His head had disappeared from view, his hands scrabbling uselessly for purchase at the edge as he slipped beneath it. He was going to fall for miles and miles into the deep underbelly of some glacial mountain, wasn't he, crack his head open on a rock on the way down and his body freeze into some vast mass of ice to be unearthed in a thousand years or so -

Lorcan didn't fall for as long as he thought. He found himself, almost miraculously, wedged into perhaps the thinnest section of the crevasse in sight, his back against one side and his feet reaching the other well enough to hold himself there. Stretching out his hands to steady himself there, he leant gingerly over his shoulder and looked down. Down, down, and down.

"Jesus Christ," Lorcan yelled up - an exclamation Finnian ought to appreciate, given his whole reasoning for the trip - "this thing is bottomless!" This thing is bottomless, he repeated mentally, eyes widening as the momentary thrill of it revolved right back to horror.

"Finn," he whined up at his brother (or, yelled, but a yell that was very close to a wail). "Your birthday is going to be my deathday if you don't help me out of here." Lorcan stared back upwards, willing his brother to become visible through the sliver of open sky. "Quick."

He was too scared to let go of the sides to rummage for his wand again, in case he slipped from this precarious position. Soooo... his life was in his brother's hands.

Finnian the failed Auror.

Oh shit, he was going to die.

Shit, shit, shit.

He hadn't been completely useless as an trainee in the auror program, as they would have (1) never admitted him, and (2) would have kicked him out after his first year if he'd been, without a doubt in their mind, a lost cause, but still. His poor performance on the training exercises and field tests had been one of the main reasons he'd never secured a mentor, and this was real.

Should he use a spell? Conjure a rope? Melting the ice was decidedly not an option, but he needed something!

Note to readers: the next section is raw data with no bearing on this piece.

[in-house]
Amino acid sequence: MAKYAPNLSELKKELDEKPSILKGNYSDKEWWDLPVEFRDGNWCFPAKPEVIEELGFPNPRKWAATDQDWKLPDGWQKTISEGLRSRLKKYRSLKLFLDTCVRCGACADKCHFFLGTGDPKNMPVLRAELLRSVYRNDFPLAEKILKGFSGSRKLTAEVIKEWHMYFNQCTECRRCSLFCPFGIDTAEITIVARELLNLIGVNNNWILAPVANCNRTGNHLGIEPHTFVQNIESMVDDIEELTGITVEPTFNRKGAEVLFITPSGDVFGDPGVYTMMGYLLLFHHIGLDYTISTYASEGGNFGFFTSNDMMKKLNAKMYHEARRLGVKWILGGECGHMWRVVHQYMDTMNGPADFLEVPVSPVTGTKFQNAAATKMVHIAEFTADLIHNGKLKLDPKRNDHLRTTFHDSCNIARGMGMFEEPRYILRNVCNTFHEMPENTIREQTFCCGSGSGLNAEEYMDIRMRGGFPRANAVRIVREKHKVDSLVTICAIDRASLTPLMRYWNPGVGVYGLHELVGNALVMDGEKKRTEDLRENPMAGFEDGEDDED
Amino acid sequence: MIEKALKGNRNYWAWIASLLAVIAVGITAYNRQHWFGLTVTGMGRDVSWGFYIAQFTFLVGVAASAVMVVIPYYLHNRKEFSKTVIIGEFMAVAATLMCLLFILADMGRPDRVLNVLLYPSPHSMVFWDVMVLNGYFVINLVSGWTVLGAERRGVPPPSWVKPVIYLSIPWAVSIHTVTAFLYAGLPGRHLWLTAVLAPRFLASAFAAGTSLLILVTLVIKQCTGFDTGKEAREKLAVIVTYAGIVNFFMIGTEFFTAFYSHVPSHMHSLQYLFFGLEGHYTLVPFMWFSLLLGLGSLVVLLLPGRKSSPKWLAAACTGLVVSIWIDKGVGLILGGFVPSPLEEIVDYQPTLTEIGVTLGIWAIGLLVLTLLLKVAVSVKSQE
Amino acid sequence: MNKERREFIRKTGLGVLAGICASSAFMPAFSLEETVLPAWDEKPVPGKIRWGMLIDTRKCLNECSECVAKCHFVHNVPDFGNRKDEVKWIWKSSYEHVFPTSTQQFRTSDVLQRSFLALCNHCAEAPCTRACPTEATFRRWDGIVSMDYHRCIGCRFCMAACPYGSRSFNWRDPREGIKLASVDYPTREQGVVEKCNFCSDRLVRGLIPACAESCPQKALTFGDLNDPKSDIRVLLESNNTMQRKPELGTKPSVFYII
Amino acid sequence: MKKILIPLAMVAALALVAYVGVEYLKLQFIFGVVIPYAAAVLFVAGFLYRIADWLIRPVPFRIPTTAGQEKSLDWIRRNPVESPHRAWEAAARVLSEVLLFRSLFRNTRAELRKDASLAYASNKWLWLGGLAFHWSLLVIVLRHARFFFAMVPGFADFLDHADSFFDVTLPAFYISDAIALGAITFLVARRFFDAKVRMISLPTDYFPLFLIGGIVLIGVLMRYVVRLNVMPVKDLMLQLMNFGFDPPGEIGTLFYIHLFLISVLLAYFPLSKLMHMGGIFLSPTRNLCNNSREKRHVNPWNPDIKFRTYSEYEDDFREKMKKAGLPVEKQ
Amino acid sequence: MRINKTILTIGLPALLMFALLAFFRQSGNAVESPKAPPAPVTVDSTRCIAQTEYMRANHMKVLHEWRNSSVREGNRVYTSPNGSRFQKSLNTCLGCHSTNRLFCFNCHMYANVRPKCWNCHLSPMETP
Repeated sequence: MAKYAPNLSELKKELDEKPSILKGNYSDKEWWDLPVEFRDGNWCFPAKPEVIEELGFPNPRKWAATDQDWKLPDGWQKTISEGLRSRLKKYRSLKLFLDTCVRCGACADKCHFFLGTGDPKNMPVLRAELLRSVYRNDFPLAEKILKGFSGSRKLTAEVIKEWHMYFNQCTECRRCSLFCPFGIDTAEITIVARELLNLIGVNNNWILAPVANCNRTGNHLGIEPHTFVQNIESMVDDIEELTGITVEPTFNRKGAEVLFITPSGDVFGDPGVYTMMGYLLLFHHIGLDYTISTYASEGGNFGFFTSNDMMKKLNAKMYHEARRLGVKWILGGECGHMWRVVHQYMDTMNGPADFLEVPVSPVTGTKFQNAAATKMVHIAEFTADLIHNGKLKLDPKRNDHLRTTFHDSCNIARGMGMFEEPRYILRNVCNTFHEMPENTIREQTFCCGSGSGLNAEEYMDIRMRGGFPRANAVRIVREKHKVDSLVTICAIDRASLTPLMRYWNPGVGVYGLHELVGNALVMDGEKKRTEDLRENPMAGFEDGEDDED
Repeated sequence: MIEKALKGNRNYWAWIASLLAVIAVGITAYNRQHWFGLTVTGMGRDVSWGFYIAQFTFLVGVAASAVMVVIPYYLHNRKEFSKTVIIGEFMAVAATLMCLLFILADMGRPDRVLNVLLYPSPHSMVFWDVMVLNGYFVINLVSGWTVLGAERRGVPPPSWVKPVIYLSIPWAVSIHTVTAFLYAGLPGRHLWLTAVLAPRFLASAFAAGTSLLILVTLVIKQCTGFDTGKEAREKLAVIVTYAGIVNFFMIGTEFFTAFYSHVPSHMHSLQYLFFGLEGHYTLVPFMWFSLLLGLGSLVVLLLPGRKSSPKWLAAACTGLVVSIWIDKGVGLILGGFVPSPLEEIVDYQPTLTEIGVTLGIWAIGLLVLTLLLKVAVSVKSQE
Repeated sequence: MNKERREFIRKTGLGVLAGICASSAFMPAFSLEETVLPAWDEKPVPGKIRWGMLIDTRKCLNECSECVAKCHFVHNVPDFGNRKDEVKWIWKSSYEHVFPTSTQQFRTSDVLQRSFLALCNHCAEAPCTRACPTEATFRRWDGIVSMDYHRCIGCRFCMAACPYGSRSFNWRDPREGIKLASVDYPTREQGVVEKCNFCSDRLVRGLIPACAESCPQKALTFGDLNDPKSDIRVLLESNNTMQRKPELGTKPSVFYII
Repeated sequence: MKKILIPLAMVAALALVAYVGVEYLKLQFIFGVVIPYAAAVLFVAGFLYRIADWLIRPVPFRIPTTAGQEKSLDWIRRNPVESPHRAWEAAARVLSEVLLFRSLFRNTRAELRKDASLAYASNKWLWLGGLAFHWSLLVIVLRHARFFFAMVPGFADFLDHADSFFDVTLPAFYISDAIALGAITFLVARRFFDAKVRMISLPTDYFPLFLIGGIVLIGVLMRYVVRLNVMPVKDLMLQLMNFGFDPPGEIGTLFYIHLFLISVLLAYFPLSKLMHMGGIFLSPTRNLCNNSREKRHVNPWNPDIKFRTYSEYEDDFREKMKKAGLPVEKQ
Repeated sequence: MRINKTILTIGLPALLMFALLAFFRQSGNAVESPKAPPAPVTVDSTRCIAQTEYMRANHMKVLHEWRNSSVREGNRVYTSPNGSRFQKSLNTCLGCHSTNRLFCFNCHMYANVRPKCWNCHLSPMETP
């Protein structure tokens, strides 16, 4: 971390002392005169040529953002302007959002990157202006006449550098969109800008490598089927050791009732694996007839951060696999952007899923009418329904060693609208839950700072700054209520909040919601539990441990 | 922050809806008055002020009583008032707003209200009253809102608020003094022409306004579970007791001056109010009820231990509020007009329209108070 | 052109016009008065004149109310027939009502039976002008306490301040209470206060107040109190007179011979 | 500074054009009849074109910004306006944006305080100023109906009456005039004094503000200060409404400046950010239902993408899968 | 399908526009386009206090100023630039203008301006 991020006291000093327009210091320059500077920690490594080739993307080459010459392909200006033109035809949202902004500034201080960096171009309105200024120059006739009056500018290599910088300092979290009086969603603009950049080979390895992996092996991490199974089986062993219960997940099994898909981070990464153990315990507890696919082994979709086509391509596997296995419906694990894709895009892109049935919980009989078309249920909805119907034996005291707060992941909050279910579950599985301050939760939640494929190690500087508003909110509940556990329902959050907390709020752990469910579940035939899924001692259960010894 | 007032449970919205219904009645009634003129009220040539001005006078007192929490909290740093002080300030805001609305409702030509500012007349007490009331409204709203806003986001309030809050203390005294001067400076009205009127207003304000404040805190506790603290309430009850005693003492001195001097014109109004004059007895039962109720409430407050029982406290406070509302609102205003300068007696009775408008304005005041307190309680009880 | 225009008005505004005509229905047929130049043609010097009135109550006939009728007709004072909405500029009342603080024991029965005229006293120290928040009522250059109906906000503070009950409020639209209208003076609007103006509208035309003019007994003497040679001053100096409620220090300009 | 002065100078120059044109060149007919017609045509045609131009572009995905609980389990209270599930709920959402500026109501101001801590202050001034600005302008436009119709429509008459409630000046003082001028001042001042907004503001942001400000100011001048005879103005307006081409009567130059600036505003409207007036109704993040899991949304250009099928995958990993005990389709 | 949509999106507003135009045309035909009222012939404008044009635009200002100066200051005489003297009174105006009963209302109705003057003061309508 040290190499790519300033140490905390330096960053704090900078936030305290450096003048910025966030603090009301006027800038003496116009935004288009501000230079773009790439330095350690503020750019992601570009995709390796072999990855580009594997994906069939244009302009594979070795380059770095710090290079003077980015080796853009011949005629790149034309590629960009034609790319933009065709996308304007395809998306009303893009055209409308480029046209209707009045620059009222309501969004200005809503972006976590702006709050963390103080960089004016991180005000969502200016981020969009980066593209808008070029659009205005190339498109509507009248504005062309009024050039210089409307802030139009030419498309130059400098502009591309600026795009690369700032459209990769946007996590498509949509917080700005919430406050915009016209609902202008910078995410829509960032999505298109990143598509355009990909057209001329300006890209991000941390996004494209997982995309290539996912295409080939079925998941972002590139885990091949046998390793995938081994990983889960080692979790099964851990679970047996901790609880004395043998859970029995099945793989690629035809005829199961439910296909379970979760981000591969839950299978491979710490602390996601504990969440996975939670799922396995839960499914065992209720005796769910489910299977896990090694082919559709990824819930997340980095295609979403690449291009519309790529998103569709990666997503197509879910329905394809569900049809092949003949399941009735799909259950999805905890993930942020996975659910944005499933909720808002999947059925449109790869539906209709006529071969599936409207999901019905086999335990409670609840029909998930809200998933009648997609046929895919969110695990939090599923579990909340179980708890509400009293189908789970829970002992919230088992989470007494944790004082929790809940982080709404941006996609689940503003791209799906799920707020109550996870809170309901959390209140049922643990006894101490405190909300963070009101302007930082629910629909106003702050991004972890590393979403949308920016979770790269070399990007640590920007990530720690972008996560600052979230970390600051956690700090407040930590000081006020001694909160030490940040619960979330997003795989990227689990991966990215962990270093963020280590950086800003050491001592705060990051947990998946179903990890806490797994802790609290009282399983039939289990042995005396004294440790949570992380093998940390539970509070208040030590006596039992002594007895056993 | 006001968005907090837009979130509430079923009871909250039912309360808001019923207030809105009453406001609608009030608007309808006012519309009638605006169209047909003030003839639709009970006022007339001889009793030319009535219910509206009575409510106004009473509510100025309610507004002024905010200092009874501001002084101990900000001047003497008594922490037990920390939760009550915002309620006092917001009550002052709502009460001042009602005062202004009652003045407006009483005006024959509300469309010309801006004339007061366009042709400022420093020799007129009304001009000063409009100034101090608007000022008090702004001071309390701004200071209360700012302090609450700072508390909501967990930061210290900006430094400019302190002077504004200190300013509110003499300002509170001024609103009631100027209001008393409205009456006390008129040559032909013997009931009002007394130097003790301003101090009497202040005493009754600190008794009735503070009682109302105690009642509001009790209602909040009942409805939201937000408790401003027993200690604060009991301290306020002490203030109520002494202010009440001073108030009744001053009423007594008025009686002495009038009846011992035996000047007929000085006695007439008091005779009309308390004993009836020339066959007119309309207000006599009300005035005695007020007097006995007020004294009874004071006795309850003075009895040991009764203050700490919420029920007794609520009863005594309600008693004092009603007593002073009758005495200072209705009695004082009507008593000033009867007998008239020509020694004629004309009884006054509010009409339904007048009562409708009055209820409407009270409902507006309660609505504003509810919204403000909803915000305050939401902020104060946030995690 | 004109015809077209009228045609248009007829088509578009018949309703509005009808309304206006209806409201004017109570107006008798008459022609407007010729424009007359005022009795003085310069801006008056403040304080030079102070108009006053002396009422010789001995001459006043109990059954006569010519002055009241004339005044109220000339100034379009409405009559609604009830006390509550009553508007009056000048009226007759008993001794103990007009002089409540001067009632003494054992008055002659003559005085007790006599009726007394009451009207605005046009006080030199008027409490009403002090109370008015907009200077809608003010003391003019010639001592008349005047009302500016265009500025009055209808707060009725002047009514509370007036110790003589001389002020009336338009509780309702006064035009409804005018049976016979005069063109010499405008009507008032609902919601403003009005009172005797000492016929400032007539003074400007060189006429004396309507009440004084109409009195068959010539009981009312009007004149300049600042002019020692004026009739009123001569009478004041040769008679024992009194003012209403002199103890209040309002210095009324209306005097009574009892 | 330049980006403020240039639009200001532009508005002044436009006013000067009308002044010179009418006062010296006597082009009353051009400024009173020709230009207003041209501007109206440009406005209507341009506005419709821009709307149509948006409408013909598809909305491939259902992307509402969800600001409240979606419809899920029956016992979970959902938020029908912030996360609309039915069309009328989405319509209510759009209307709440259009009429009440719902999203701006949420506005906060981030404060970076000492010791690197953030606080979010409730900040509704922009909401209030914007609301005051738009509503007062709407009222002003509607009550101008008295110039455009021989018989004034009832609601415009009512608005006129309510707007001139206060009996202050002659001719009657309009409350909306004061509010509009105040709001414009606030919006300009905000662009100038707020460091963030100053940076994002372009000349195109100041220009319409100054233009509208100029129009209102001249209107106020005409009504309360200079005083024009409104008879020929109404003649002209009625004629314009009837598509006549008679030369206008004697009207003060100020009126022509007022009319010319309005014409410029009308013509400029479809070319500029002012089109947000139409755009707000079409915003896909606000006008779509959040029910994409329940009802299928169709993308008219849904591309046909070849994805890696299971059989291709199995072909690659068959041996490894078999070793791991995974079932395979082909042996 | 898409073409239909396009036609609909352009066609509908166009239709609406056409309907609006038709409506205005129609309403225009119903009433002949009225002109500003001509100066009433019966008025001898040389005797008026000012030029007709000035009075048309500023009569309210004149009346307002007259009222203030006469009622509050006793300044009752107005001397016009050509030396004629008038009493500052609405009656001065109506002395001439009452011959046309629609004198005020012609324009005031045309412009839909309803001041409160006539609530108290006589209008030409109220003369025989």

"Hold on, Lor!" he shouted, working on conjuring that rope.

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“Hold on to what, exactly?” Lorcan answered, his hands already numb against the icy walls of the crevasse. He craned his neck upwards, trying not to move too much lest he slip right down the sides and die an untimely death. He was too young and too charming to die, especially here in the Himalayas where no one would be able to see his body. Or weep over it.

He wondered whether his extended family would inconsolable, to hear of his death, or whether Uncle Pádraig would say he’d deserved it for deserting the Connolly property.

He should probably be thinking about other things, right now -  

“Please tell me you’re doing something!” Lorcan called up, trying to impress the urgency of the situation here. Finnian better have a plan. He better.

He didn't respond for a moment, confident that any reassurances would come off as abjectly uncertain. It was very difficult, he realized, to conjure a rope when his hands were numb, his wand was freezing, and he was ninety percent sure he wasn't capable of getting out the right spell with the chattering of his teeth. It was only after the seventh or eight incantation that it worked and the rope appeared in his open palm.